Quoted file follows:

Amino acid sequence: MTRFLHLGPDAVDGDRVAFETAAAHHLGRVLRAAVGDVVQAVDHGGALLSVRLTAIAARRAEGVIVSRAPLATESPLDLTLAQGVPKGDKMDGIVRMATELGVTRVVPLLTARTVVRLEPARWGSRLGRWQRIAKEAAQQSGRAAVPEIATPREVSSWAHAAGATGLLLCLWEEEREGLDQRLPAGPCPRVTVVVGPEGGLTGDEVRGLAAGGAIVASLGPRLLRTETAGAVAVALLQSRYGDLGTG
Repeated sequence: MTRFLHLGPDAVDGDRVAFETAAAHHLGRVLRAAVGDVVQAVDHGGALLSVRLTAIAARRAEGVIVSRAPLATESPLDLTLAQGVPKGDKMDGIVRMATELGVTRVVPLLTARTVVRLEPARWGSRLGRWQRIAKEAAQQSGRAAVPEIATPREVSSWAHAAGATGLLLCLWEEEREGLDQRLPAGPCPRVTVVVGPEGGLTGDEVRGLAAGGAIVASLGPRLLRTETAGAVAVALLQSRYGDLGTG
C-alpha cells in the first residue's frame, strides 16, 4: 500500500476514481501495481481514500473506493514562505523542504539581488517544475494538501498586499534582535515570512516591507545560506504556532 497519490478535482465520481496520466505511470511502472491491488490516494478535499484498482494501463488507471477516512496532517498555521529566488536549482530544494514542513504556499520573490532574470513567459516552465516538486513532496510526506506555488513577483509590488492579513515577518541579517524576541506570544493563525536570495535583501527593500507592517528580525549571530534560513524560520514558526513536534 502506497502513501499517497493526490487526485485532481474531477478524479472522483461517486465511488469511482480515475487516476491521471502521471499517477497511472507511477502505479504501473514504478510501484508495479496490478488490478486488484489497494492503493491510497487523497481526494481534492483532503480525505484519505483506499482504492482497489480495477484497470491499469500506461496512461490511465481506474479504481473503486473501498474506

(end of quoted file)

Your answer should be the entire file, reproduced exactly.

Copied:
Amino acid sequence: MTRFLHLGPDAVDGDRVAFETAAAHHLGRVLRAAVGDVVQAVDHGGALLSVRLTAIAARRAEGVIVSRAPLATESPLDLTLAQGVPKGDKMDGIVRMATELGVTRVVPLLTARTVVRLEPARWGSRLGRWQRIAKEAAQQSGRAAVPEIATPREVSSWAHAAGATGLLLCLWEEEREGLDQRLPAGPCPRVTVVVGPEGGLTGDEVRGLAAGGAIVASLGPRLLRTETAGAVAVALLQSRYGDLGTG
Repeated sequence: MTRFLHLGPDAVDGDRVAFETAAAHHLGRVLRAAVGDVVQAVDHGGALLSVRLTAIAARRAEGVIVSRAPLATESPLDLTLAQGVPKGDKMDGIVRMATELGVTRVVPLLTARTVVRLEPARWGSRLGRWQRIAKEAAQQSGRAAVPEIATPREVSSWAHAAGATGLLLCLWEEEREGLDQRLPAGPCPRVTVVVGPEGGLTGDEVRGLAAGGAIVASLGPRLLRTETAGAVAVALLQSRYGDLGTG
C-alpha cells in the first residue's frame, strides 16, 4: 500500500476514481501495481481514500473506493514562505523542504539581488517544475494538501498586499534582535515570512516591507545560506504556532 497519490478535482465520481496520466505511470511502472491491488490516494478535499484498482494501463488507471477516512496532517498555521529566488536549482530544494514542513504556499520573490532574470513567459516552465516538486513532496510526506506555488513577483509590488492579513515577518541579517524576541506570544493563525536570495535583501527593500507592517528580525549571530534560513524560520514558526513536534 502506497502513501499517497493526490487526485485532481474531477478524479472522483461517486465511488469511482480515475487516476491521471502521471499517477497511472507511477502505479504501473514504478510501484508495479496490478488490478486488484489497494492503493491510497487523497481526494481534492483532503480525505484519505483506499482504492482497489480495477484497470491499469500506461496512461490511465481506474479504481473503486473501498474506